• 180 B SSS trim colours in the Australian market included Brown (tan), blue, black and creme. Brown appears to be the most common trim fitted. Carpets were trimmed to match the seat trim colour. 180B SSS trim did not preserve well, and we’ve struggled to find good image examples. If anyone can assist with good images of their original trim colour, please contact the author by clicking the button at the top of this page.
4. Mechanical features and specifications: Datsun 180B SSS (Bluebird 610)

The motor in the 180B 610 SSS was higher compression than a standard L18 motor fitted to the standard Australian 180B. It had an enhanced head, with larger valves and performance cam, which combined with twin carbs gave the engine between 10 - 13 more horsepower than the standard sedan.

  • Engine and performance: The 610 / 180B SSS was fitted with the L18 L-series Nissan inline 4-cylinder engine with the following properties:
    • Single OHC 1,770cc. The cam shaft on a 180B SSS should have “B1” stamped in it.
    • Engine outputs (HP & KW):Early engines with twin SU round top carbs had 84kw/115 bhp at 6000 rpm. Later cars with the Hitachi flat top carbs had 77kw /103 bhp @6,000 rpm. Refer to the 180B SSS carby specifications below for further details. There was also a version of the engine that put out 110hp (note, original engine power output was stated on the vehicle's data plate fixed to the centre of the engine bay bulkhead).
    • Engine outputs (NM Torque): Early engines with twin SU round top carbs had 112 ft./lbs Torque at 4,000 RPM (up from 108.5 on the 180B Sedan). Later cars with flat top Hitachi carbs had 147 Nm / 108.5 ft-lb torque.
    • Bore/stroke: 85x78 (3.346 x 3.071);
    • Firing order: 1,3,4,2;
    • Compression ratio: 8.5:1;
    • Factory valve clearance: 0.25 / .010 (intake) and 0.30 / 0.012 (exhaust);
    • Top speed of 112 mph at 5000 rpm
  • Fuel tank capacity: 55 litres;
  • Suspension and handling: The 180B SSS borrowed its suspension and drive train from the outgoing 510, with some minor modifications. It retained independent rear trailing arm suspension, with nitrogen gas shock absorbers. From 1974, offset strut tops were introduced to the front suspension. A front sway bar was also fitted as standard.
  • Wheels and tyres: 13 x 4.5 inch wheels were standard, fitted with radial ply tyres.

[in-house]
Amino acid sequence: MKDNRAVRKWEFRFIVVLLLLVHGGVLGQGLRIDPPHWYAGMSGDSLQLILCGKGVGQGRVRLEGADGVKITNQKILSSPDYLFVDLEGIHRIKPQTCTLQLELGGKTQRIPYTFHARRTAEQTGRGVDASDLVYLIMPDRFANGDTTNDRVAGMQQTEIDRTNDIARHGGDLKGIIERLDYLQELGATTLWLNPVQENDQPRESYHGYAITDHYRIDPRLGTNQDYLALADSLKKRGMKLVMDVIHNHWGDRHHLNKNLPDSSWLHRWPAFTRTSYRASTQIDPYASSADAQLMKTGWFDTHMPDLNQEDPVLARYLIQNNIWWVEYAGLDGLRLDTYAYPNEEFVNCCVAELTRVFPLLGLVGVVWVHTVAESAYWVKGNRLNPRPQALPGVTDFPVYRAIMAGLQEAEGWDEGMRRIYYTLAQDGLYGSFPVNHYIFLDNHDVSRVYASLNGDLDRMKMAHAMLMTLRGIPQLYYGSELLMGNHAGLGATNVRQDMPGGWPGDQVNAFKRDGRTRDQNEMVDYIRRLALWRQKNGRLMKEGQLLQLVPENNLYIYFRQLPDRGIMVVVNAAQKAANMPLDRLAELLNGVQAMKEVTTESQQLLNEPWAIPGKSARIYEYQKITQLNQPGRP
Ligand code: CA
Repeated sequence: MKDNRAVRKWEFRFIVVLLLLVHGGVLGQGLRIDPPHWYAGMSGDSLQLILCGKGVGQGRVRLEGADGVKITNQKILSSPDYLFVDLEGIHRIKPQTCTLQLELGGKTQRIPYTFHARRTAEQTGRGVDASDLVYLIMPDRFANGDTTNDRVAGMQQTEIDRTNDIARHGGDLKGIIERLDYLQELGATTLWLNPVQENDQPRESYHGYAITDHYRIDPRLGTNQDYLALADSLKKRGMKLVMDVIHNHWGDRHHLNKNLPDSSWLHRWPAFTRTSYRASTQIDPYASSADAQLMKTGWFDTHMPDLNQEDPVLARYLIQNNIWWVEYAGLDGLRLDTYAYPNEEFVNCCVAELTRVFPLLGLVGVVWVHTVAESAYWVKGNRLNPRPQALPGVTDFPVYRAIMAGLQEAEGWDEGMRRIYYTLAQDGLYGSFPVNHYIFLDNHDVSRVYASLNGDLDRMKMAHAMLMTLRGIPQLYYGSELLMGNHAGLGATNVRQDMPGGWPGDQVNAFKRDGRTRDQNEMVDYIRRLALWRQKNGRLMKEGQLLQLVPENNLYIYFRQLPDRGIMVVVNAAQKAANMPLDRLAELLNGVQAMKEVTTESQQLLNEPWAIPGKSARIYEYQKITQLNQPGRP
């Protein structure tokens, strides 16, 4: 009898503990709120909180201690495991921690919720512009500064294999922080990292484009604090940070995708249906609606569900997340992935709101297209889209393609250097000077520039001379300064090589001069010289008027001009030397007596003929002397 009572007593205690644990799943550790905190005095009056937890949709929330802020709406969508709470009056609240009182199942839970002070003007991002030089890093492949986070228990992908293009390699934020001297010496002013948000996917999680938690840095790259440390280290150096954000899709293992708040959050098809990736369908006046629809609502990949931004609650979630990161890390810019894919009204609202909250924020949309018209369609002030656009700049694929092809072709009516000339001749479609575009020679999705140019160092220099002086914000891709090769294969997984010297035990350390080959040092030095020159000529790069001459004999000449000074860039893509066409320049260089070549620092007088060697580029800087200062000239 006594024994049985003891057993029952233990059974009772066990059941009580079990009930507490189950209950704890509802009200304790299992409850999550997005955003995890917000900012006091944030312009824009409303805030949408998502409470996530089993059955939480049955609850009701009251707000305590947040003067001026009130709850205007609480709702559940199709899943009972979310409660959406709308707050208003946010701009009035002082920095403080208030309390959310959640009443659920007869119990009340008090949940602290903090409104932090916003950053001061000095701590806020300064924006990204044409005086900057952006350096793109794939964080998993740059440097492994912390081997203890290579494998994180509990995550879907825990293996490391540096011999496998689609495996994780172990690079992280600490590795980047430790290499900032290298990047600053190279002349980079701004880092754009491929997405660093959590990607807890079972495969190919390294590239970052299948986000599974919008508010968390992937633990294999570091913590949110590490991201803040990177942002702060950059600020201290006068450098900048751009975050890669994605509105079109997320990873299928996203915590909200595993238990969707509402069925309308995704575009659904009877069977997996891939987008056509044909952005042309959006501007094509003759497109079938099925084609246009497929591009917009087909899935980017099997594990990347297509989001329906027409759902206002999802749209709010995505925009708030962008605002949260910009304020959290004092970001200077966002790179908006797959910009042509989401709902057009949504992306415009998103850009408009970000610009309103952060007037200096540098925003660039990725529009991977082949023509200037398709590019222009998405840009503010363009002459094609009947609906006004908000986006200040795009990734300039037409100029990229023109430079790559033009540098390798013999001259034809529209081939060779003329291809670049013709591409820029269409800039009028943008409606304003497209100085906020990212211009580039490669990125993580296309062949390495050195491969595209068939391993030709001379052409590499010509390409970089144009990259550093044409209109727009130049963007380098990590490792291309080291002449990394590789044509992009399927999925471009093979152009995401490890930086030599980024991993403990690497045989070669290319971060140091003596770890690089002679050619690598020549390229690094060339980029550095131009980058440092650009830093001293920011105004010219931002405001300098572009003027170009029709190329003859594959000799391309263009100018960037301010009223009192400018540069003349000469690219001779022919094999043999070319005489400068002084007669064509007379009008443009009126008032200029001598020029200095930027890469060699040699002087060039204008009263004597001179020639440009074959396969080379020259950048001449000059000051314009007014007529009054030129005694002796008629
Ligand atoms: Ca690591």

• Carburettors:
  • Early cars had twin SU carbs. Early models had round-top 1.5” inch SU’s, later models had square top ones (not sure what year the cutover was). Twin Hitachi Carburetors/Nikki 2-barrel (note, a JDM specific model called the SSS-E was available with fuel injection (Bosch licensed), but was not exported outside of Japan).
  • Twin 38mm (1.5 inch) side draught carburettors were fitted to the 180B SSS. Early cars were fitted with British design SUs, which were eventually replaced with Hitachi twin carbs (built under licence from SU, and very similar in overall design).
  • Early 180B SSS cars fitted with twin SU carbs are identified by the rounded edge of the SU dash pot tops. These are generally referred to as “round tops”. These early round top carbs had part number prefix “HJL38W”.
  • It is suggested on enthusiast forums that from September 1973, Twin Hitachi “flat top” carbs were fitted (again, a reference to the change in the top of the dash pot). These later carbs are considered inferior to, the earlier SUs, offering slightly reduced performance, but improved pollution control.

For transmission specs, see the next section.

5. Transmission specifications: Datsun 180B SSS (Bluebird 610)

The Australian 180B SSS was available with three transmission options:

  • Three-speed automatic (JATCO model number 3N71B). 
  • Four-speed manual (Option code OP010): available up to 1974.
  • Five-speed manual (Option code OP071): available from as early as June 1976 and replaced the 4-speed manual. This was a dogleg style box with reverse at the top left and 1st at the bottom left. This gearbox will have the number 63A cast in the gearbox casing. – the “63” part number refers to the distance between the mainshaft and countershaft (63mm), whereas most other boxes ar a “71” type (71mm between shafts, so oviously there is more room for “meatier” gears.